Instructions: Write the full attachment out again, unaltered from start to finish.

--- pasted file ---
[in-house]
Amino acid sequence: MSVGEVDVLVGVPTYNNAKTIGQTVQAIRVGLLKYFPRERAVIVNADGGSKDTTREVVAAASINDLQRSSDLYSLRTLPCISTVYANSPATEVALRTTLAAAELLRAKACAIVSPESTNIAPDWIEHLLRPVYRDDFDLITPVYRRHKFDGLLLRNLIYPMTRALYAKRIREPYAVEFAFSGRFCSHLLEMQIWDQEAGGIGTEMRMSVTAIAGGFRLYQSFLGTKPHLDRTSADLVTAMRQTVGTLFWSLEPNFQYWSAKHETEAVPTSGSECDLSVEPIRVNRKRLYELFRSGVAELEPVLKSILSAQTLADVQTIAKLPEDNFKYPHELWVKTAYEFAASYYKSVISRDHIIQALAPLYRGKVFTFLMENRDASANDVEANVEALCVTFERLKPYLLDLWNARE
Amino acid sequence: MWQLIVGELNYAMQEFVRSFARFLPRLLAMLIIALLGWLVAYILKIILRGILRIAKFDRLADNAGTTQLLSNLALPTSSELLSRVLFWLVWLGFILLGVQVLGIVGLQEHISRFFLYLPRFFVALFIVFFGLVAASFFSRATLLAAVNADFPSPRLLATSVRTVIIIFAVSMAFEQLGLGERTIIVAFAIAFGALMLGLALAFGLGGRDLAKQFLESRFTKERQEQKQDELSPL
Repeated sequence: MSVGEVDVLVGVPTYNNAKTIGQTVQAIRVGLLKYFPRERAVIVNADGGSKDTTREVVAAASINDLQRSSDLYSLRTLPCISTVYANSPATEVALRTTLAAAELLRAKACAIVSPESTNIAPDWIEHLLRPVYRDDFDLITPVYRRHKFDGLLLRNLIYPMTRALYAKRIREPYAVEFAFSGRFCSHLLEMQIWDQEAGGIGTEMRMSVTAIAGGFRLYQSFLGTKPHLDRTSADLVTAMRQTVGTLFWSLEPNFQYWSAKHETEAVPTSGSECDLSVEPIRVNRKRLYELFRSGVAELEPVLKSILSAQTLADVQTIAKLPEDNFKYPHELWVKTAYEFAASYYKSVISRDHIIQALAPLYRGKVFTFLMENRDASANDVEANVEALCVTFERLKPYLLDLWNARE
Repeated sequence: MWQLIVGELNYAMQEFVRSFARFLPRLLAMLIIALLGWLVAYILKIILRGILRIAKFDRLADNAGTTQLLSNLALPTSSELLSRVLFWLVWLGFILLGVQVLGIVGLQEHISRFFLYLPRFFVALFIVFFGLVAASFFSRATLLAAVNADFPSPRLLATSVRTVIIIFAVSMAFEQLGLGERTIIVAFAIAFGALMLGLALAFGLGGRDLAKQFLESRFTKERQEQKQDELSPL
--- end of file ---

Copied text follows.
[in-house]
Amino acid sequence: MSVGEVDVLVGVPTYNNAKTIGQTVQAIRVGLLKYFPRERAVIVNADGGSKDTTREVVAAASINDLQRSSDLYSLRTLPCISTVYANSPATEVALRTTLAAAELLRAKACAIVSPESTNIAPDWIEHLLRPVYRDDFDLITPVYRRHKFDGLLLRNLIYPMTRALYAKRIREPYAVEFAFSGRFCSHLLEMQIWDQEAGGIGTEMRMSVTAIAGGFRLYQSFLGTKPHLDRTSADLVTAMRQTVGTLFWSLEPNFQYWSAKHETEAVPTSGSECDLSVEPIRVNRKRLYELFRSGVAELEPVLKSILSAQTLADVQTIAKLPEDNFKYPHELWVKTAYEFAASYYKSVISRDHIIQALAPLYRGKVFTFLMENRDASANDVEANVEALCVTFERLKPYLLDLWNARE
Amino acid sequence: MWQLIVGELNYAMQEFVRSFARFLPRLLAMLIIALLGWLVAYILKIILRGILRIAKFDRLADNAGTTQLLSNLALPTSSELLSRVLFWLVWLGFILLGVQVLGIVGLQEHISRFFLYLPRFFVALFIVFFGLVAASFFSRATLLAAVNADFPSPRLLATSVRTVIIIFAVSMAFEQLGLGERTIIVAFAIAFGALMLGLALAFGLGGRDLAKQFLESRFTKERQEQKQDELSPL
Repeated sequence: MSVGEVDVLVGVPTYNNAKTIGQTVQAIRVGLLKYFPRERAVIVNADGGSKDTTREVVAAASINDLQRSSDLYSLRTLPCISTVYANSPATEVALRTTLAAAELLRAKACAIVSPESTNIAPDWIEHLLRPVYRDDFDLITPVYRRHKFDGLLLRNLIYPMTRALYAKRIREPYAVEFAFSGRFCSHLLEMQIWDQEAGGIGTEMRMSVTAIAGGFRLYQSFLGTKPHLDRTSADLVTAMRQTVGTLFWSLEPNFQYWSAKHETEAVPTSGSECDLSVEPIRVNRKRLYELFRSGVAELEPVLKSILSAQTLADVQTIAKLPEDNFKYPHELWVKTAYEFAASYYKSVISRDHIIQALAPLYRGKVFTFLMENRDASANDVEANVEALCVTFERLKPYLLDLWNARE
Repeated sequence: MWQLIVGELNYAMQEFVRSFARFLPRLLAMLIIALLGWLVAYILKIILRGILRIAKFDRLADNAGTTQLLSNLALPTSSELLSRVLFWLVWLGFILLGVQVLGIVGLQEHISRFFLYLPRFFVALFIVFFGLVAASFFSRATLLAAVNADFPSPRLLATSVRTVIIIFAVSMAFEQLGLGERTIIVAFAIAFGALMLGLALAFGLGGRDLAKQFLESRFTKERQEQKQDELSPL